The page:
Venture Capital firms continued to struggle to return cash to investors raising concerns about the long-term prospects of obtaining funding from limited partners. The 10-year return, the best gauge for success, fell to -4.2 percent, down from 14.3 percent a year ago, according to the NVCA.
Venture capital industry is seeing a return of the good times thanks to growing number number of exits, according to data from NVCA, during Q3 2010, there were 104 mergers and 14 IPOs of venture backed companies. And the trend will continue through 2010.
New data from National Venture Capital Association shows a sharp increase in seed- and early-stage companies. 429 such deals accounted for $2.3 billion in new investments during the quarter, up 32 percent from 325 deals in the first quarter of 2010.
New data just released by National Venture Capital Association (NVCA) and Thomson Reuters shows that the VC industry is starting to shrink with some rapidity. In Q2 of 2010, new money committed to venture funds plunged 49 percent from Q1.
Every weekend, I try to collate some of the best posts and articles I’ve read on the web and share them with all of you, but for the past few weeks I’ve been remiss in my duties. Here are some links that are worth reading.
Hiring at venture-backed startups picked up speed in the first quarter, according to figures released by the National Venture Capital Association and job board StartUpHire.com. A total of 13,314 jobs were posted by startups in the first quarter, up 16 percent since the end of 2009.
The NVCA today released data that confirms what we’ve known for a while: without 1999’s fat exits, venture industry returns are suffering. As a result, capital will become scarce, which could make it the perfect time to change how we view technology startups.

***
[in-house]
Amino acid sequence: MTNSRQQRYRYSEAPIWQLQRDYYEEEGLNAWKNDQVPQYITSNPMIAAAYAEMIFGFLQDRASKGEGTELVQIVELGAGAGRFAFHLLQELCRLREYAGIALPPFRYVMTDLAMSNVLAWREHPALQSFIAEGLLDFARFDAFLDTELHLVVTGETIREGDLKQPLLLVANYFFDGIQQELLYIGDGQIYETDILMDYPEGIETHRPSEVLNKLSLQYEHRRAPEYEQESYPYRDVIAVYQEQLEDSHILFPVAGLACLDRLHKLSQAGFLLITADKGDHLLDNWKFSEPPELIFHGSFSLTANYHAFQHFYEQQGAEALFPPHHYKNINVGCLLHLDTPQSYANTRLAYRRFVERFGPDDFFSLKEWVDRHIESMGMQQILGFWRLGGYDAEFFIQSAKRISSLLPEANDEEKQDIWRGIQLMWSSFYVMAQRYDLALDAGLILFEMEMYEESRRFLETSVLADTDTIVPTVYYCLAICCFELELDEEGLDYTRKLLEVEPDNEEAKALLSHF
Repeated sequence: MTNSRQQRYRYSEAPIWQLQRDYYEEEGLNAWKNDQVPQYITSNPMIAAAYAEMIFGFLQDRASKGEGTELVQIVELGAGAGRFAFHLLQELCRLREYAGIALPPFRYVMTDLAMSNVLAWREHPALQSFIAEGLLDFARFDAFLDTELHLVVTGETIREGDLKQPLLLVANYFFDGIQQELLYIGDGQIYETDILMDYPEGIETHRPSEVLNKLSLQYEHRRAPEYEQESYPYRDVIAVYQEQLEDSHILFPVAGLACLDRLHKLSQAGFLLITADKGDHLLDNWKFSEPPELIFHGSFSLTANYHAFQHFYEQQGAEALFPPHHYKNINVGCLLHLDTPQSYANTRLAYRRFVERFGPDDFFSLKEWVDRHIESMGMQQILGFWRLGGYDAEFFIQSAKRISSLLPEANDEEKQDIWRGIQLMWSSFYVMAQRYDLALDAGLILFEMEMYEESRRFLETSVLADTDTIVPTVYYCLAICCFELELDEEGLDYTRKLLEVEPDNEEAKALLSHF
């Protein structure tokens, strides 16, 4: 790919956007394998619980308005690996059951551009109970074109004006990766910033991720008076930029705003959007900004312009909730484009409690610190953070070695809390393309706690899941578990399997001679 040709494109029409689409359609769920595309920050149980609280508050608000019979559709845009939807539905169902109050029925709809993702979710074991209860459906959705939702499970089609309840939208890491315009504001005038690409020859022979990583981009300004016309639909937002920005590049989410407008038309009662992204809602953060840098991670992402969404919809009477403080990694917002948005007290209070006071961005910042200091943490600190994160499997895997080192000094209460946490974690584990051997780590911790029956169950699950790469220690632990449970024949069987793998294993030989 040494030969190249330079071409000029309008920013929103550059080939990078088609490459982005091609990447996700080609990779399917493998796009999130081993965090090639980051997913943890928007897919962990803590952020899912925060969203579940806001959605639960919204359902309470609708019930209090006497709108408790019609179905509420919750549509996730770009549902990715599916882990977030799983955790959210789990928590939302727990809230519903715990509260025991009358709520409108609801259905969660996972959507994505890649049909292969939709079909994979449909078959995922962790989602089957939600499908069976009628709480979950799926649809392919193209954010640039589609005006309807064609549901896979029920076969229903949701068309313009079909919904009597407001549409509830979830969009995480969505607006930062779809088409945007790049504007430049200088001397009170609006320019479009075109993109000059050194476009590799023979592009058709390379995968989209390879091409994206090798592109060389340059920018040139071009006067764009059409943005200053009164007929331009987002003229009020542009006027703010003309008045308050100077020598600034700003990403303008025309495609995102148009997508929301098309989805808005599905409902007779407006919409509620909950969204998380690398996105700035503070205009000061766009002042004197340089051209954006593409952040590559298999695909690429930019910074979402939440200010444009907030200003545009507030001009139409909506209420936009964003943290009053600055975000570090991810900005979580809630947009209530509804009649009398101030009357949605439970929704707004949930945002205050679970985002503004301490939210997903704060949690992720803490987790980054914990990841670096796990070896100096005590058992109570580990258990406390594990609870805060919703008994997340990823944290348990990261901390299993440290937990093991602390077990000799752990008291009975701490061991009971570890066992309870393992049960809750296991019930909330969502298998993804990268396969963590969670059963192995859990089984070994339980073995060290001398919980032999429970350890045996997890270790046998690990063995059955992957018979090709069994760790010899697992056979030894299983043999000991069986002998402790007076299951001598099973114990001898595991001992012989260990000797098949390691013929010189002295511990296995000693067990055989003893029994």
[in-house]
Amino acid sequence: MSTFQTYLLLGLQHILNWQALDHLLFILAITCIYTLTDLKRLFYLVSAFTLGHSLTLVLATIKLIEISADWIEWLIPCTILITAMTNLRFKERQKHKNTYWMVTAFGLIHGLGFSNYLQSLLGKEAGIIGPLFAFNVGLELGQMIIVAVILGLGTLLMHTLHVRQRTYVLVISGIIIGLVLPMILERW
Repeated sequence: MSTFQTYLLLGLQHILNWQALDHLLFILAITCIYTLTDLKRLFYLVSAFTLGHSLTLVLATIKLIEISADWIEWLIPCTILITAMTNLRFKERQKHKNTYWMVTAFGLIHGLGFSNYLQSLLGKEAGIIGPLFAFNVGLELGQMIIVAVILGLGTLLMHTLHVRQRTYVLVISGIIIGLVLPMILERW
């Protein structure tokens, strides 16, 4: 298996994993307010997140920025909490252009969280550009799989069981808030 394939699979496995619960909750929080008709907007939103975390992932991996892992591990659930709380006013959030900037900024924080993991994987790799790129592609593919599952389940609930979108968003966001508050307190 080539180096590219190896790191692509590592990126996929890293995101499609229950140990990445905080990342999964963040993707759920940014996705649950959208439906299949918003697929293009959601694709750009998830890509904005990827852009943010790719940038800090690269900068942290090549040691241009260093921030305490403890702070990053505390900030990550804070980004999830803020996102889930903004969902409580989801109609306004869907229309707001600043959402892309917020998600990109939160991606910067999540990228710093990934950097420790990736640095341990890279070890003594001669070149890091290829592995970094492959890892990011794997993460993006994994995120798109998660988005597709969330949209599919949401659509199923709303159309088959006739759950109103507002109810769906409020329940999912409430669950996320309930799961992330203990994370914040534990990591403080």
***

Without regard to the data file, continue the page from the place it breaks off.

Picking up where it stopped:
It’s been suggested that the venture capital industry needs to shrink to as little as half its former size, and new data from the National Venture Capital Association shows that it’s almost there — with some evidence suggesting that further contraction is in order.
The NVCA today released predictions for the coming year that appear to embody the kind of cognitive dissonance one sees in a person with Stockholm Syndrome. The surveyed members of the NVCA predict a smaller industry but remain unusually optimistic about investment dollars and staffing levels.
Industry watchers have been predicting – and companies have been eagerly awaiting – the return of tech IPOs for months. A123Systems’ successful IPO last week set off a new flurry of those forecasts, with many seeing it as a sign of more offerings to come, and a new break through for cleantech IPOs. But at the Renewable Energy Finance Forum West on Wednesday, Pascal Levensohn, founder of Levensohn Venture Partners and a National Venture Capitalist Association board member, called those predictions “wishful thinking.”
While he’s glad to see a few IPOs emerging, they amount to “drops of water in the desert” and are “not relevant to the majority of companies out there,” he said. “I disagree with predictions that U.S. IPOs are about to come back in a meaningful manner. Underwriters are only willing to accommodate a small number of companies.”
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